Four Truths About Premarital Counseling

Four Truths About Premarital Counseling

When you are in the blissful period before you get married, busy with all the wedding plans and imagining your wonderful future together, it may seem like seeking couples counseling would be the last thing you should be doing. However, studies have shown that successful premarital counseling decreases the likelihood of divorce by 50 percent. Couples that seek counseling before the wedding are more likely to handle conflict more effectively because they know what each other needs; they communicate those needs and their feelings more effectively; they are more likely to see counseling as a positive experience and therefore are more likely to seek assistance when problems begin to surface, rather than waiting until the problem seems irreconcilable.

Premarital counseling will include a discussion of each partners’ respective relationship values and expectations. Topics such as managing finances, having children, the timing of when each partner expects to reach certain milestones, handling childcare and discipline matters as a team, maintaining the family home, personal time, intimacy and expectations for the relationship, the extended families and celebrating holidays and even visions for retirement and healthcare should all be discussed and examined in the sessions. Fears about marriage should be dismantled and normalized.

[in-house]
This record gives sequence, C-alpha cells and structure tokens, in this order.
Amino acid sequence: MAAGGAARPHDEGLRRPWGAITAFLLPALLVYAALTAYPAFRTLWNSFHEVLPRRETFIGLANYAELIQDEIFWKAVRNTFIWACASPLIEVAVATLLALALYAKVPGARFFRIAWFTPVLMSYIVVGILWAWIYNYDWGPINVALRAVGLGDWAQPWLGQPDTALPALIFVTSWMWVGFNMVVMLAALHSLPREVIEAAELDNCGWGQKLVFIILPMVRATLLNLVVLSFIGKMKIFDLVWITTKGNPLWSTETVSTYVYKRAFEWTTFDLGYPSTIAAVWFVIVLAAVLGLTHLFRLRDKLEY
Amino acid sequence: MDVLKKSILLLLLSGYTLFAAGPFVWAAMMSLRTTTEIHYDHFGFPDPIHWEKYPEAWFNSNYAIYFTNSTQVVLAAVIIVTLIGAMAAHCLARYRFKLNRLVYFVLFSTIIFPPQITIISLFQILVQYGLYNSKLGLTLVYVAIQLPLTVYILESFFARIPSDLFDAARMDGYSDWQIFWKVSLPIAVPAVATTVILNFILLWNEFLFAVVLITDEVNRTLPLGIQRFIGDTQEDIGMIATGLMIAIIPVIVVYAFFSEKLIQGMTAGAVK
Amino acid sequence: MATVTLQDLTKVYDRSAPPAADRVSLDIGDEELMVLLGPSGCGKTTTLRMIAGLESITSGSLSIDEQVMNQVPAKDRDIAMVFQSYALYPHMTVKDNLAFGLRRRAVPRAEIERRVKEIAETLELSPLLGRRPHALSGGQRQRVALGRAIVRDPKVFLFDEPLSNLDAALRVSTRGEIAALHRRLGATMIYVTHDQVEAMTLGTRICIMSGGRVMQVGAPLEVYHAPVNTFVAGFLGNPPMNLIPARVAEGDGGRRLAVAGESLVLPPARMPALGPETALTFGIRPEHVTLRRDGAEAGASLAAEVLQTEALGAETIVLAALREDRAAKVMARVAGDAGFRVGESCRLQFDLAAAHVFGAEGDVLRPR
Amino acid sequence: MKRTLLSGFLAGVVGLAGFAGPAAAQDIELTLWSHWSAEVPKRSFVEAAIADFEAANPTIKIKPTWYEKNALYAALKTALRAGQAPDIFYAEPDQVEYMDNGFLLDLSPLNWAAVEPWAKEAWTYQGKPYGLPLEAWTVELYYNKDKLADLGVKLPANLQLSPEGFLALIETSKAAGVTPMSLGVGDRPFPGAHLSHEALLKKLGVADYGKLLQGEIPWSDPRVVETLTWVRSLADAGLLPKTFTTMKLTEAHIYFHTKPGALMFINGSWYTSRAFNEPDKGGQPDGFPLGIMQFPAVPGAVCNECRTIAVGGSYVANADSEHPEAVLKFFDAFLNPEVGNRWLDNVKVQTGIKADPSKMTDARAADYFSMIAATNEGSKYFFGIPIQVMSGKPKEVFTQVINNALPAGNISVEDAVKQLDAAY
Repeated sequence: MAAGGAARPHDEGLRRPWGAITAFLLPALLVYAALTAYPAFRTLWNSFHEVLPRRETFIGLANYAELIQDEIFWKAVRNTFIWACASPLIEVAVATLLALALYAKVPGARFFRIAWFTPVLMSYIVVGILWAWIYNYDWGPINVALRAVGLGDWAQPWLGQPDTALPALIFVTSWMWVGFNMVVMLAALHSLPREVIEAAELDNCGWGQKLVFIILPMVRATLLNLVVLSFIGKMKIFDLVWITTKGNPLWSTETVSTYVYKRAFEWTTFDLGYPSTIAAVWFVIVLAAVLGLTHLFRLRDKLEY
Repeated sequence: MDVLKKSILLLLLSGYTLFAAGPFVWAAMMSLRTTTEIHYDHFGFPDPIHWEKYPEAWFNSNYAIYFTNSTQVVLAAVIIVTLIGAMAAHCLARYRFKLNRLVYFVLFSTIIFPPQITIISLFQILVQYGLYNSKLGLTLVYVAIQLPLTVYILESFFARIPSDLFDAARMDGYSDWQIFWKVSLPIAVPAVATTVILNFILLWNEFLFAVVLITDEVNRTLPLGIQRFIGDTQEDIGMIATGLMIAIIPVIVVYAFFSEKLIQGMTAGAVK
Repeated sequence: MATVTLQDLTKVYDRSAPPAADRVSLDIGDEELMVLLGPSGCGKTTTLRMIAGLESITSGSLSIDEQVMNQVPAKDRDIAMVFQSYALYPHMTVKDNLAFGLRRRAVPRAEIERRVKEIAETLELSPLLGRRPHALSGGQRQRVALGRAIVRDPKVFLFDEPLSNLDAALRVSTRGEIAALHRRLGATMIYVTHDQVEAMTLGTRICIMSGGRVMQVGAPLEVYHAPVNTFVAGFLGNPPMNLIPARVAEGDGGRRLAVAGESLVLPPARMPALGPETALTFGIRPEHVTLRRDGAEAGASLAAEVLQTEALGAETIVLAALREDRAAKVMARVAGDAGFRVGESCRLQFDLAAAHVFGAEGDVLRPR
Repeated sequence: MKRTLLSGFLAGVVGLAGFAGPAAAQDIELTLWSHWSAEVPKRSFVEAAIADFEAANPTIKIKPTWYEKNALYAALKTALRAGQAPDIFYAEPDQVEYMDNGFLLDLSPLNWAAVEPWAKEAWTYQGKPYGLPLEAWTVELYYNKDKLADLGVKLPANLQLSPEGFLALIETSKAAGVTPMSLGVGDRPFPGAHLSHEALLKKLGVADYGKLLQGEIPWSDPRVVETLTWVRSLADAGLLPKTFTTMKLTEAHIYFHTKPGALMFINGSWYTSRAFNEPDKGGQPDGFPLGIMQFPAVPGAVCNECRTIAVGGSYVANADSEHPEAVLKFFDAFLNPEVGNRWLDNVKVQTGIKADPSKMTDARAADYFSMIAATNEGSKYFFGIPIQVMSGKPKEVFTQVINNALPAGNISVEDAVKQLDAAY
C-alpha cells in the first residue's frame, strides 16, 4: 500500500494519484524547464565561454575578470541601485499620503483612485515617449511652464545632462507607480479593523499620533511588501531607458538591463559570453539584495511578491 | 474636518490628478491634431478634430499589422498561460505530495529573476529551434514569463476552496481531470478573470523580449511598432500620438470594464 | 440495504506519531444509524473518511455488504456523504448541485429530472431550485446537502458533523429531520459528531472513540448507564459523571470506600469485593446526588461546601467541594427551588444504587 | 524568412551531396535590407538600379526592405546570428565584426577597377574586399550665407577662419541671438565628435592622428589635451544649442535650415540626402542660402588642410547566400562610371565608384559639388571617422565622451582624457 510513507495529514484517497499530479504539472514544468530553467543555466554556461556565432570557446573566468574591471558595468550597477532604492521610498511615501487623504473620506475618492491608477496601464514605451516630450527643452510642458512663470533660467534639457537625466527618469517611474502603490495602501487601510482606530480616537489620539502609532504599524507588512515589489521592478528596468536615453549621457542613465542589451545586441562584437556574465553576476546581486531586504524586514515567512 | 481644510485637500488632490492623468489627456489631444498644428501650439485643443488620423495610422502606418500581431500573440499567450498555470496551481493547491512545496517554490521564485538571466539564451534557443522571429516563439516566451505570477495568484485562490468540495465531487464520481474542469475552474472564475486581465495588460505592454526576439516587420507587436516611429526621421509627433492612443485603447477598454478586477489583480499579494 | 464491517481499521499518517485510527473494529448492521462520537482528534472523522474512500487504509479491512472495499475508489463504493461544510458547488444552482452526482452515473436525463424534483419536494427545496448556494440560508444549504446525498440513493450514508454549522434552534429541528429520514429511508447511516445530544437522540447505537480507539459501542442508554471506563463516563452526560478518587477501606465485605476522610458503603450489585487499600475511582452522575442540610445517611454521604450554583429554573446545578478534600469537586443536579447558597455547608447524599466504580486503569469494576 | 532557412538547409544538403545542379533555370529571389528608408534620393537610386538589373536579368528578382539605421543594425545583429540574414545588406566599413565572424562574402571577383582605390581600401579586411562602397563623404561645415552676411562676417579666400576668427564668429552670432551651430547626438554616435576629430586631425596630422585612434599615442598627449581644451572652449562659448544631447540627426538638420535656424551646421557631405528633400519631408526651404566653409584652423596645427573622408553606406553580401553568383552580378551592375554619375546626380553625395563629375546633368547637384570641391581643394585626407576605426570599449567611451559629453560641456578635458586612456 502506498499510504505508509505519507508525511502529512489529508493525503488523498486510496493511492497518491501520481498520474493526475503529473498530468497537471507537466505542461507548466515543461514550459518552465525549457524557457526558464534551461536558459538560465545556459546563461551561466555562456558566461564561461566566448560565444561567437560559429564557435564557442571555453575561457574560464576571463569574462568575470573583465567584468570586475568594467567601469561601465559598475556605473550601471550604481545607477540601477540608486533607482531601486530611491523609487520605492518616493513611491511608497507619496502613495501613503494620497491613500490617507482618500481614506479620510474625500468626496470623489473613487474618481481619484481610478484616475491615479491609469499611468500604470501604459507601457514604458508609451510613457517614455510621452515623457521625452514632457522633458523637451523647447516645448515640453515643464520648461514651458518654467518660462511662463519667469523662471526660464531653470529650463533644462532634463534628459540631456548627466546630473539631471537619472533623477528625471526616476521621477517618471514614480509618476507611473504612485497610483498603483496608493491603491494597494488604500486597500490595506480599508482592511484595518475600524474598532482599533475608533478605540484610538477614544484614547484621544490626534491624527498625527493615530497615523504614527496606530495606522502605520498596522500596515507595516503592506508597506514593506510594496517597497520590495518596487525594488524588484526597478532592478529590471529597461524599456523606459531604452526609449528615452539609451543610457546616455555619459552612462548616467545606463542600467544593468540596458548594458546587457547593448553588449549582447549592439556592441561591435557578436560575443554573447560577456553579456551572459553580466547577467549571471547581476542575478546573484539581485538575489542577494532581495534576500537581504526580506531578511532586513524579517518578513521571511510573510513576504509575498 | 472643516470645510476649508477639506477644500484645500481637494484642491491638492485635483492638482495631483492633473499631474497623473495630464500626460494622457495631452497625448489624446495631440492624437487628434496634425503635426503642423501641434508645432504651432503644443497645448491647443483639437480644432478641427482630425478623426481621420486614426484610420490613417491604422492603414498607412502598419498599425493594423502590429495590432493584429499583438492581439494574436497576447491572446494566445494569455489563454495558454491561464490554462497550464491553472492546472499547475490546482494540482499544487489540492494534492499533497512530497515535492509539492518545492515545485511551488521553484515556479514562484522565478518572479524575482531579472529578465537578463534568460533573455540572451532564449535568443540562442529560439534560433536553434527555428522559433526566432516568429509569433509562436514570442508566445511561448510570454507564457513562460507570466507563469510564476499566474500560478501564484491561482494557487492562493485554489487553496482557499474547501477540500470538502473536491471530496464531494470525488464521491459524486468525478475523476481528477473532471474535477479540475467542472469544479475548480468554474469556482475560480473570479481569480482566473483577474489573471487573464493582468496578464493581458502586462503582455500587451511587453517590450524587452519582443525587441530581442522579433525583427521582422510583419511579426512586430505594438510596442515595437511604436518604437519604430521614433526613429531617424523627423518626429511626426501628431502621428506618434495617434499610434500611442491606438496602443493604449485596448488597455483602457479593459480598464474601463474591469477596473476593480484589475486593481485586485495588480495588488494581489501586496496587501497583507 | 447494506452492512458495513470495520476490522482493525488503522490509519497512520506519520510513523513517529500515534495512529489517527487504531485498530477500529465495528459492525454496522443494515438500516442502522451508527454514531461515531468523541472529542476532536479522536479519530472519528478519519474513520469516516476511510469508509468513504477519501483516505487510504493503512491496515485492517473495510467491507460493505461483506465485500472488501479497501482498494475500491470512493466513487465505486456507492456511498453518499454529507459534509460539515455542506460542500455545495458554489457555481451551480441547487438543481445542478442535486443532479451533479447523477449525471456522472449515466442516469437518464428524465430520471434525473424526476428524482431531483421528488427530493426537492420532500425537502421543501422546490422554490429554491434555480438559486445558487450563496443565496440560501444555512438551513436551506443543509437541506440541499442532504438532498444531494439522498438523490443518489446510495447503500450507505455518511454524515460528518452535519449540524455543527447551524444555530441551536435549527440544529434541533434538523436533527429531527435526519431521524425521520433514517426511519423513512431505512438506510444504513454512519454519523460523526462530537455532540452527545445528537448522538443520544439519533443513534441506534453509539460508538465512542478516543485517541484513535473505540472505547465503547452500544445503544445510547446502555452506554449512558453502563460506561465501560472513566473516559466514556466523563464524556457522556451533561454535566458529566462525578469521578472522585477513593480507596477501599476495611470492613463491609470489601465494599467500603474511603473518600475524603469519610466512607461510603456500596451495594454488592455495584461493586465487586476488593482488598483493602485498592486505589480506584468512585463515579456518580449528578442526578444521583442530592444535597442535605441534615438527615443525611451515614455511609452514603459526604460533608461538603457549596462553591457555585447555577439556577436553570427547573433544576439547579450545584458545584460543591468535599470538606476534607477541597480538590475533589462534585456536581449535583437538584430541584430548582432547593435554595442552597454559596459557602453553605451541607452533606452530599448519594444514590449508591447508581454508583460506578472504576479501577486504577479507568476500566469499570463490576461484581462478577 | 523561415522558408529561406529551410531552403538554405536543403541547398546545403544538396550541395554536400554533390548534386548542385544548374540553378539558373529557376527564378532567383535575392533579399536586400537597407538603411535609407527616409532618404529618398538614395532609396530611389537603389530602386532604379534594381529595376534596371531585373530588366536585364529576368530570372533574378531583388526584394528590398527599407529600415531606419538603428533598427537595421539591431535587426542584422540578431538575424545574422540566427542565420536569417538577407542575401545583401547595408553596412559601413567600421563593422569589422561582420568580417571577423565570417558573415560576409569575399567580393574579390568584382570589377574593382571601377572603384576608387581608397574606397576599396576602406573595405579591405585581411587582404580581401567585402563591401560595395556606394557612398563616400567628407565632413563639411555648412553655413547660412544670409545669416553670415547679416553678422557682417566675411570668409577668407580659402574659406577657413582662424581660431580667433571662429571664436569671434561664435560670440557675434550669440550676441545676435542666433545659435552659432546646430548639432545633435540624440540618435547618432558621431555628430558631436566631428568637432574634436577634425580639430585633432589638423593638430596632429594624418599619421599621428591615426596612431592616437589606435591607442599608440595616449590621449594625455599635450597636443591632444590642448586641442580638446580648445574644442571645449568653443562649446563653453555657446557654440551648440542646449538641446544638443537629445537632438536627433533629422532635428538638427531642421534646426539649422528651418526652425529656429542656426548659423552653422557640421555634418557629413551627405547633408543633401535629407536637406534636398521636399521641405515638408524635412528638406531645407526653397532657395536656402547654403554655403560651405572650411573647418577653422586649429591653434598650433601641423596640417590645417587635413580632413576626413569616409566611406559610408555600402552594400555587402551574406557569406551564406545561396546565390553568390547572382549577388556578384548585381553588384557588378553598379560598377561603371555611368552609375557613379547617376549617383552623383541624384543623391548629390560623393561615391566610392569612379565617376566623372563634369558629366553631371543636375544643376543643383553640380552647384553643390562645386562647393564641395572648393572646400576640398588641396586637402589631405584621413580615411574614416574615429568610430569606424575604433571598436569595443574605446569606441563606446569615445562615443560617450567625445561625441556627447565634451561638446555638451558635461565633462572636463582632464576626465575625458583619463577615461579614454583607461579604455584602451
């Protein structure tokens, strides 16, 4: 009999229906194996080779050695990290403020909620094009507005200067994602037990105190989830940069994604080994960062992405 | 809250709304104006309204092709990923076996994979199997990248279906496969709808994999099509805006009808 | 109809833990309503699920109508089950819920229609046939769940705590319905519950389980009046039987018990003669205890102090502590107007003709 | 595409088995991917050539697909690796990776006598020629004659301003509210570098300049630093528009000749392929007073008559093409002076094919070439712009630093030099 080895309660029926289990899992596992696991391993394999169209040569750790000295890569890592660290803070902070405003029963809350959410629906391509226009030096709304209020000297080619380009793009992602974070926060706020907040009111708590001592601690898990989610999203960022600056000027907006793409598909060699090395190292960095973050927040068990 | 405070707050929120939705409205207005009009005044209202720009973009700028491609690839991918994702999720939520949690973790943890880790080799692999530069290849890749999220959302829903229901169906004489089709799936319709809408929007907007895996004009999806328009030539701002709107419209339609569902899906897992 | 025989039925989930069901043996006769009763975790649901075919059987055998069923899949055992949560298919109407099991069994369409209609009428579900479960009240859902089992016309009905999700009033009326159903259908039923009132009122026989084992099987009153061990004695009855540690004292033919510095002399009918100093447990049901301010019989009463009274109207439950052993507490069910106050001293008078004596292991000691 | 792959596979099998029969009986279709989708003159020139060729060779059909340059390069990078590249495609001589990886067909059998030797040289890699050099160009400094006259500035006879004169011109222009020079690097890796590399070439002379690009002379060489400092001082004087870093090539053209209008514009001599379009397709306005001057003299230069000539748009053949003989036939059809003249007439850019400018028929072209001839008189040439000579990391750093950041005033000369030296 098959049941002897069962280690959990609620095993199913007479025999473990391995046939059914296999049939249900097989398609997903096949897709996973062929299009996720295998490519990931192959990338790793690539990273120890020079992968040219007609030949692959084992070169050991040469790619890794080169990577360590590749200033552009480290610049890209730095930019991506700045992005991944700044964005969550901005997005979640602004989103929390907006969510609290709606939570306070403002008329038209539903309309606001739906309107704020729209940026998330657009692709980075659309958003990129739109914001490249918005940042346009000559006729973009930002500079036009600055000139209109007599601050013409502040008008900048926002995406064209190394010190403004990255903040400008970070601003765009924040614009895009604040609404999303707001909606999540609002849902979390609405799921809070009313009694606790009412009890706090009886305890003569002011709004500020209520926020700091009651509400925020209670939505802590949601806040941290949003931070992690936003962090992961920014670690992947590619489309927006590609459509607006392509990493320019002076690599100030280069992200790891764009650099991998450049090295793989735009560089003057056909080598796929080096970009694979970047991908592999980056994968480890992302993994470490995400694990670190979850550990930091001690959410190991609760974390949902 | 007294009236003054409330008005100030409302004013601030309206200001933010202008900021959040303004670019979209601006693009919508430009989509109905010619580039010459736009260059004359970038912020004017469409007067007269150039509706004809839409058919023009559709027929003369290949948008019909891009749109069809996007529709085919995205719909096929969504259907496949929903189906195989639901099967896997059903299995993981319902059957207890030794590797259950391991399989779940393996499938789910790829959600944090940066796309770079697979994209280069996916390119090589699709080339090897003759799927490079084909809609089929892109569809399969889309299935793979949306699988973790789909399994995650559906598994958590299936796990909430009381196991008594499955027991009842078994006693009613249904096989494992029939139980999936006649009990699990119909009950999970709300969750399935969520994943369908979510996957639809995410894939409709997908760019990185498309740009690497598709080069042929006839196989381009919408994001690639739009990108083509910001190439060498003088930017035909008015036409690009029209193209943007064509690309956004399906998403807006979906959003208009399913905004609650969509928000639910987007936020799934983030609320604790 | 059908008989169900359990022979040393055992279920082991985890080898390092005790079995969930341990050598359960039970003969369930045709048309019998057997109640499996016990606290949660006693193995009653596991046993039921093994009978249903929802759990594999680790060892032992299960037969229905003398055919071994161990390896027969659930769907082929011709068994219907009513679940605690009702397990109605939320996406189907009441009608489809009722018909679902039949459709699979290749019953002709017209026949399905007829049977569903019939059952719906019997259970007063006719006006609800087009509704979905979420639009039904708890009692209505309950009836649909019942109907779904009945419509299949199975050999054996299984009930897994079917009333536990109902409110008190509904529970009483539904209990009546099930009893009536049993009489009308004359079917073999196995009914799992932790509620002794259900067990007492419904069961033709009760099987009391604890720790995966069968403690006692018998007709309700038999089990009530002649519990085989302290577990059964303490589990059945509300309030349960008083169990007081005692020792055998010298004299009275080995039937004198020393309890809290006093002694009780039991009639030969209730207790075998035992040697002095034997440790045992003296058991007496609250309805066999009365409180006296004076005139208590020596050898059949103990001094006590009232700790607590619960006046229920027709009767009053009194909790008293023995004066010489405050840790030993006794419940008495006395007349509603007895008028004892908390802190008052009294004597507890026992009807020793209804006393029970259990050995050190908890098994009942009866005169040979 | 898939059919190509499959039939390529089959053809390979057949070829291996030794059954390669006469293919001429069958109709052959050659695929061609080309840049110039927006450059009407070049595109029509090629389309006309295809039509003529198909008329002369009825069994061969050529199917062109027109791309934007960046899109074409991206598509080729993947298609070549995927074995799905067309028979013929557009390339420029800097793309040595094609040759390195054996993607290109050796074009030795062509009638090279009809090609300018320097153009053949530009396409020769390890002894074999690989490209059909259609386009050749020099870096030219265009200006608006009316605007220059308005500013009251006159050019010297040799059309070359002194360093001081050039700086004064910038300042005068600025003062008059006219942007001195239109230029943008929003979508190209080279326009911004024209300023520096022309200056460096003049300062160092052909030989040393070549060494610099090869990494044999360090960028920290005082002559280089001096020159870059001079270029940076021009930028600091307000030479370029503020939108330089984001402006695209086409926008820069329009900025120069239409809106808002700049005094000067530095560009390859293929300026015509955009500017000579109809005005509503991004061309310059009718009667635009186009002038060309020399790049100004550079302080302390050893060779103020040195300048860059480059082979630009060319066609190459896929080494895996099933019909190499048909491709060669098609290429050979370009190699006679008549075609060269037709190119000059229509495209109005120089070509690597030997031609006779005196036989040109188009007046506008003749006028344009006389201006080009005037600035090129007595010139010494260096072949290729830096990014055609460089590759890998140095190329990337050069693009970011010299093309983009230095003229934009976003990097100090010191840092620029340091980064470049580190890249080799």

The most important skill that a couple obtains in premarital therapy, however, will be learning to communicate and navigate conflict effectively to avoid the development of toxic resentments and hurtful arguments that never seem to get resolved and begin to repeat themselves with overwhelming regularity. A counselor can help you learn how to listen and communicate more effectively. You will learn how to validate each other’s needs so that you each feel heard and what not to say in order to reach a happy solution to an argument. If you can go into the counseling with the good faith desire to learn how to be a supportive, encouraging and loving spouse, you can work through any bad habits that you may have developed in the relationship and avoided discussing because you were afraid to “rock the boat”.  Understanding the source of the conflict before it becomes toxic can be of tremendous value when the marriage is under stress from future life circumstances.

The counseling might be challenging, but remember, the goal of premarital counseling is not to win but to be humble and willing to change things that aren’t working in order to make your marriage satisfying and strong in the future. The more reflective you are about what you feel and what you hear your partner telling you about how they feel, the more skills you will have to grow individually and create the great marriage you imagine you can have.

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